The time-honored Mid-autumn festival boasts a history of thousands of years, which has gradually developed and formed. The ancient emperors used to worship and offer sacrifice to the moon in autumn. Afterwards, noblemen and scholars would admire and appreciate the bright the moon on Mid-autumn festival, expressing their thoughts and feelings.
In the Zhou Dynasty (1066 B.C.-221 B.C.), worshipping the moon on Mid-autumn festival was very popular. Below the moon, big incense burner tables were arranged, on which there were moon cakes, watermelons, apples, red dates, plums, grapes and many other sacrificial offerings. Moon cakes and watermelons were requisite. After the worship, the big round moon cake would be divided into several parts according to the number of family members.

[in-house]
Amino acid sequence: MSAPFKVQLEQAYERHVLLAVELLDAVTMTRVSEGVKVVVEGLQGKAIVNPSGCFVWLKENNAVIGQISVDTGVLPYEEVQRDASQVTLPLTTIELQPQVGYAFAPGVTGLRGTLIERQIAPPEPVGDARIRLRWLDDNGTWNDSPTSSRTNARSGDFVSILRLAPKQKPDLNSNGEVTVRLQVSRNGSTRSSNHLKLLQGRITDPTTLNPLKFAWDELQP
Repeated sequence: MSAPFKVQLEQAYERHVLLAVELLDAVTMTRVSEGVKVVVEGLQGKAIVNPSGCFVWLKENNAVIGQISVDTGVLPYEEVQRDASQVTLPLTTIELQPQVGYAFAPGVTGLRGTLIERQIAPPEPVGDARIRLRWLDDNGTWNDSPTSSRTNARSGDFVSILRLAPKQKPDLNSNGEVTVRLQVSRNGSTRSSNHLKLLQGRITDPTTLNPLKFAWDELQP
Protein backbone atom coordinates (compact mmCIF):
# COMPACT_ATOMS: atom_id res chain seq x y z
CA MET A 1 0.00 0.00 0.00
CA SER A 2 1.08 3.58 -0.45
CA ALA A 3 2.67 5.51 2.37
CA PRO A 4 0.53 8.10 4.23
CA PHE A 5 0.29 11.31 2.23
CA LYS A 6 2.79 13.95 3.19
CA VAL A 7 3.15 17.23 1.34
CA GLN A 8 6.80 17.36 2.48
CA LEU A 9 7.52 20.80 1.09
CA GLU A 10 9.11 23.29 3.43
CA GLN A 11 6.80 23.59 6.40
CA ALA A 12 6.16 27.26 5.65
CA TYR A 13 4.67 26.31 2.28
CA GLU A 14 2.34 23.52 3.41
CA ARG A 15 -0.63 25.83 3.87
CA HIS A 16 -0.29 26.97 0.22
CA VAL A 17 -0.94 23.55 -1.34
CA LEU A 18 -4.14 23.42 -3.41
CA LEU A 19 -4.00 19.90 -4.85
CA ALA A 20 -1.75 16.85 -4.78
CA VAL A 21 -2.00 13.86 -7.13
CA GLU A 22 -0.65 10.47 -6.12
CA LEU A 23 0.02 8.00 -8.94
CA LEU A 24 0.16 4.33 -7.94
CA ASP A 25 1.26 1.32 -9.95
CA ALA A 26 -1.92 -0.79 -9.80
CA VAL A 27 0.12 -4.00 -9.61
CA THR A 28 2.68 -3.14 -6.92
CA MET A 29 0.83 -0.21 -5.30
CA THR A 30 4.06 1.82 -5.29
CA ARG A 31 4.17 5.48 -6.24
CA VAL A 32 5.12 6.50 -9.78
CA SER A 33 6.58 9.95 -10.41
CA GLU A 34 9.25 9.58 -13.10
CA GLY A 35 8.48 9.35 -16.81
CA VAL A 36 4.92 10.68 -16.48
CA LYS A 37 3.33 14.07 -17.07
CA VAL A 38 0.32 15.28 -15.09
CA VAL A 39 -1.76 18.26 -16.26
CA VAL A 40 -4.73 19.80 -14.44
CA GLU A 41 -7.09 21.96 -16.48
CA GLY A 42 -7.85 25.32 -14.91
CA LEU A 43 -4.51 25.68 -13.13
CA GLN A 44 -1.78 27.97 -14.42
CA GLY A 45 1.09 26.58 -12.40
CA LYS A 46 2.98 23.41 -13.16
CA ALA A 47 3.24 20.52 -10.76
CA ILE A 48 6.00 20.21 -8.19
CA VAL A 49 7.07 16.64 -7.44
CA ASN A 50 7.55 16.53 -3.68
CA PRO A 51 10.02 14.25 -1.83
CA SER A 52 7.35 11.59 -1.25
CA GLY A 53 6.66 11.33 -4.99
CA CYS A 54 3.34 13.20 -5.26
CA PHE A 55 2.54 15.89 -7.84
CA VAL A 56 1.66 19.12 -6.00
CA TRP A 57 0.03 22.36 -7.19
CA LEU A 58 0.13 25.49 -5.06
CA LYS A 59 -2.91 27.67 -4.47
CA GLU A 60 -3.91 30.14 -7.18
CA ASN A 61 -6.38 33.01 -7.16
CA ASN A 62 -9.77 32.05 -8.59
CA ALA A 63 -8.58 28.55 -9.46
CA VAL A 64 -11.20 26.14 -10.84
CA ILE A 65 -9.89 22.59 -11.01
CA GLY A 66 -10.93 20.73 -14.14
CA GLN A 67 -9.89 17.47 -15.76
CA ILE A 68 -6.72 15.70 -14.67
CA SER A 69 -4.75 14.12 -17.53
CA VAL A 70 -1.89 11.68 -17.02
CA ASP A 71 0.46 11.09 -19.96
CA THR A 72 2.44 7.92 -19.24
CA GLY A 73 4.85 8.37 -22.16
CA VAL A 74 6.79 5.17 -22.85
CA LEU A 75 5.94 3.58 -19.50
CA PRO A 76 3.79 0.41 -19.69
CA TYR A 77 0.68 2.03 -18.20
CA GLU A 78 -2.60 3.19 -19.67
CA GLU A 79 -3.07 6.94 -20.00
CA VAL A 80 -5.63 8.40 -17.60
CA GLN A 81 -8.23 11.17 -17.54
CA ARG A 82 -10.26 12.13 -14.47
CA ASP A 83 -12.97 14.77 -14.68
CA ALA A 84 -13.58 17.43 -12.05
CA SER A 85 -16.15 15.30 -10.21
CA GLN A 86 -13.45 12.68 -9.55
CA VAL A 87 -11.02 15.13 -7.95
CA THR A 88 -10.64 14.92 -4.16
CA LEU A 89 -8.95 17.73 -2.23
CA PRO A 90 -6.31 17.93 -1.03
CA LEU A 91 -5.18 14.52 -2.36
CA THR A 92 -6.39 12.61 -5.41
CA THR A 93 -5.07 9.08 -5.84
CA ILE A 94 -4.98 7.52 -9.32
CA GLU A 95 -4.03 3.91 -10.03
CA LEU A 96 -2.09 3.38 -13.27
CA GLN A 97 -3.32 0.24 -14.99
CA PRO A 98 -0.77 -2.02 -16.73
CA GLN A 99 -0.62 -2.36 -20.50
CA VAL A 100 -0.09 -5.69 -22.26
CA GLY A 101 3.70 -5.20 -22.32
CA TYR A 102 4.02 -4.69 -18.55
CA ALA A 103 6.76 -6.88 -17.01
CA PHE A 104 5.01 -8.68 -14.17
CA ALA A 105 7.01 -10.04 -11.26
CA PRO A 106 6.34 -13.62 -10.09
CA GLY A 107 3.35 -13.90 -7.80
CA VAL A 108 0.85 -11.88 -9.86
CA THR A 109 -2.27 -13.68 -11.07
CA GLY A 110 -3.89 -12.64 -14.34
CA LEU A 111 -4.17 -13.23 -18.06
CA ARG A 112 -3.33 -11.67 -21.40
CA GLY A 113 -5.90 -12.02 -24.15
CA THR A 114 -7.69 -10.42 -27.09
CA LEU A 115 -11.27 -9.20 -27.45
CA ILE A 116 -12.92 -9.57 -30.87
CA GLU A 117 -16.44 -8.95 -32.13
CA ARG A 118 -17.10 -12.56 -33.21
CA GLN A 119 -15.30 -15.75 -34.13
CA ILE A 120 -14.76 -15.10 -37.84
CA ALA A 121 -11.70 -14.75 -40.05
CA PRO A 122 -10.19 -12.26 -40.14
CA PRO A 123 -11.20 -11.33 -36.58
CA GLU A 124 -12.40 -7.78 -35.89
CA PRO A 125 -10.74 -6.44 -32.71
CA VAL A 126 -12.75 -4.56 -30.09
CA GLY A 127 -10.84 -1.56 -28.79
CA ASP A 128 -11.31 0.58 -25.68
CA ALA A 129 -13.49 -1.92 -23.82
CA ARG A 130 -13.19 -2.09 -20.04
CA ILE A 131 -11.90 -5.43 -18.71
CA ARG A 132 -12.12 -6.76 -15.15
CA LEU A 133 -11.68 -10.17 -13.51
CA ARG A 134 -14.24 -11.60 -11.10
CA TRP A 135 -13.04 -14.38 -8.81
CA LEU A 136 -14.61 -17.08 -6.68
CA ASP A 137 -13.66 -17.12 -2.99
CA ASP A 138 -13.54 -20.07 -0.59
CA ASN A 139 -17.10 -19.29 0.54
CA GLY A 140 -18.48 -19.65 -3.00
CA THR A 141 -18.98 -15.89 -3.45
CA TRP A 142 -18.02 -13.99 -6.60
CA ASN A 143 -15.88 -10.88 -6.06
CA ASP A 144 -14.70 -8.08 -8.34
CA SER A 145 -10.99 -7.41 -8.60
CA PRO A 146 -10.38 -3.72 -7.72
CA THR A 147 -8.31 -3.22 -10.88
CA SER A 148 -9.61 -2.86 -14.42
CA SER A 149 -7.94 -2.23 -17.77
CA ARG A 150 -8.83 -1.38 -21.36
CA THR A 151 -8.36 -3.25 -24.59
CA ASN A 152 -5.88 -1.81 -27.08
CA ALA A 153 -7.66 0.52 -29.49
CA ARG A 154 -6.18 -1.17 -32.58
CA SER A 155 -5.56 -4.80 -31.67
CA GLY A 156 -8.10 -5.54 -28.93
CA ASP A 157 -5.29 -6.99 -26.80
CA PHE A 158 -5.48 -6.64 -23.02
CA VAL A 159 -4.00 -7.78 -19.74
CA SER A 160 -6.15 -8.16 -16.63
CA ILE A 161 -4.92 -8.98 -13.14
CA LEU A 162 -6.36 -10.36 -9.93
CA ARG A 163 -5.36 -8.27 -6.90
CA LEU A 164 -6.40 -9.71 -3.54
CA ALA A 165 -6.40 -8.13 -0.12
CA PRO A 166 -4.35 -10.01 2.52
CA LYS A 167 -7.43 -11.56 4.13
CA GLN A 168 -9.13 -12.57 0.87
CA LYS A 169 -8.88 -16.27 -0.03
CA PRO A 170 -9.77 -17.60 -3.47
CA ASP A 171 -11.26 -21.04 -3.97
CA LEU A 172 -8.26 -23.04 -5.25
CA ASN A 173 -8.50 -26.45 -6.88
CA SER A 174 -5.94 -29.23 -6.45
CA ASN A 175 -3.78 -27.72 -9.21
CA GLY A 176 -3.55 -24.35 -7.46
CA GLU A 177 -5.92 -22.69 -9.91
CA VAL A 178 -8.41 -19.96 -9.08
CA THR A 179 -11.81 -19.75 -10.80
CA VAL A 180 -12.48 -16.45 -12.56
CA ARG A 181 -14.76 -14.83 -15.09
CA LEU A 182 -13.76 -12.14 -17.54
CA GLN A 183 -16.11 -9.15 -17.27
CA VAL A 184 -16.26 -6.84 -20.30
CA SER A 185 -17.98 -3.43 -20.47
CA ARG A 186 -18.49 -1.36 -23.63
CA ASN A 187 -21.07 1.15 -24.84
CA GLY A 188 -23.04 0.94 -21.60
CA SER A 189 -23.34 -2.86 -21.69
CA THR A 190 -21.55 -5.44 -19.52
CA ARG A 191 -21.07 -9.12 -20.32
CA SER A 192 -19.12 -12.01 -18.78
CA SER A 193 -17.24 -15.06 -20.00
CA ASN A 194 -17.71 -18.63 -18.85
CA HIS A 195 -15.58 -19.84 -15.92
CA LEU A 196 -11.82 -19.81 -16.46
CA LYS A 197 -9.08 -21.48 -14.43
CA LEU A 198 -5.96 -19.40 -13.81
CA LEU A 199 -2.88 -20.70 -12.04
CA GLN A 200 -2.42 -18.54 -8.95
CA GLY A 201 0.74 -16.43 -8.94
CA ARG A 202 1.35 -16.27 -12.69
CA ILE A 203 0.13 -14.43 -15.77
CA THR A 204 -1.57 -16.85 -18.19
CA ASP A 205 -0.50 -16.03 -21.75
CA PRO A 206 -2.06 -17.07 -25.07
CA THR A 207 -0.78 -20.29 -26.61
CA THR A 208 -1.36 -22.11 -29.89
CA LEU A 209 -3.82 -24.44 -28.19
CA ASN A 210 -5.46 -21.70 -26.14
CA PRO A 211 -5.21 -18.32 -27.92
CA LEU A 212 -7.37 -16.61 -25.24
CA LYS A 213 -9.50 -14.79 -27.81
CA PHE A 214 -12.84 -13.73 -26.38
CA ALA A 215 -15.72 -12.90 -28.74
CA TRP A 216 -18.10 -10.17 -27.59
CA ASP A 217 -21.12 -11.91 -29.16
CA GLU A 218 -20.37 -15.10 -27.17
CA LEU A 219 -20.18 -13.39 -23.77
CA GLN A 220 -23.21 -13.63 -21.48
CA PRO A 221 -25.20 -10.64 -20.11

In the Tang Dynasty (618-907 A.D.), appreciating the moon on Mid-autumn festival prevailed and people attached much importance to the worship of the moon. Mid-autumn festival began to become a permanent festival in the Tang Dynasty.
Mid-autumn festival became prosperous in the Song Dynasty (960-1279 A.D.). In the northern Song Dynasty (960-1127 A.D.), on the night of the moon festival, all the people, both old and young, rich and poor, were all well dressed up and burnt incense, praying for the bless of the moon. In the Southern Song Dynasty (1127-1279 A.D.), people gave each other moon cakes as gifts in the symbol of reunion.
In the Ming (1368-1644 A.D.) and Qing dynasties (1644-1911A.D.), the custom of Mid-autumn festival became even more prevailing, such as burning incense, releasing sky lanterns and watching fire dragon dance. In the Ming and Qing dynasties, Mid-autumn festival was as famous as the New Year’s Day and it was also one of the major festivals of China .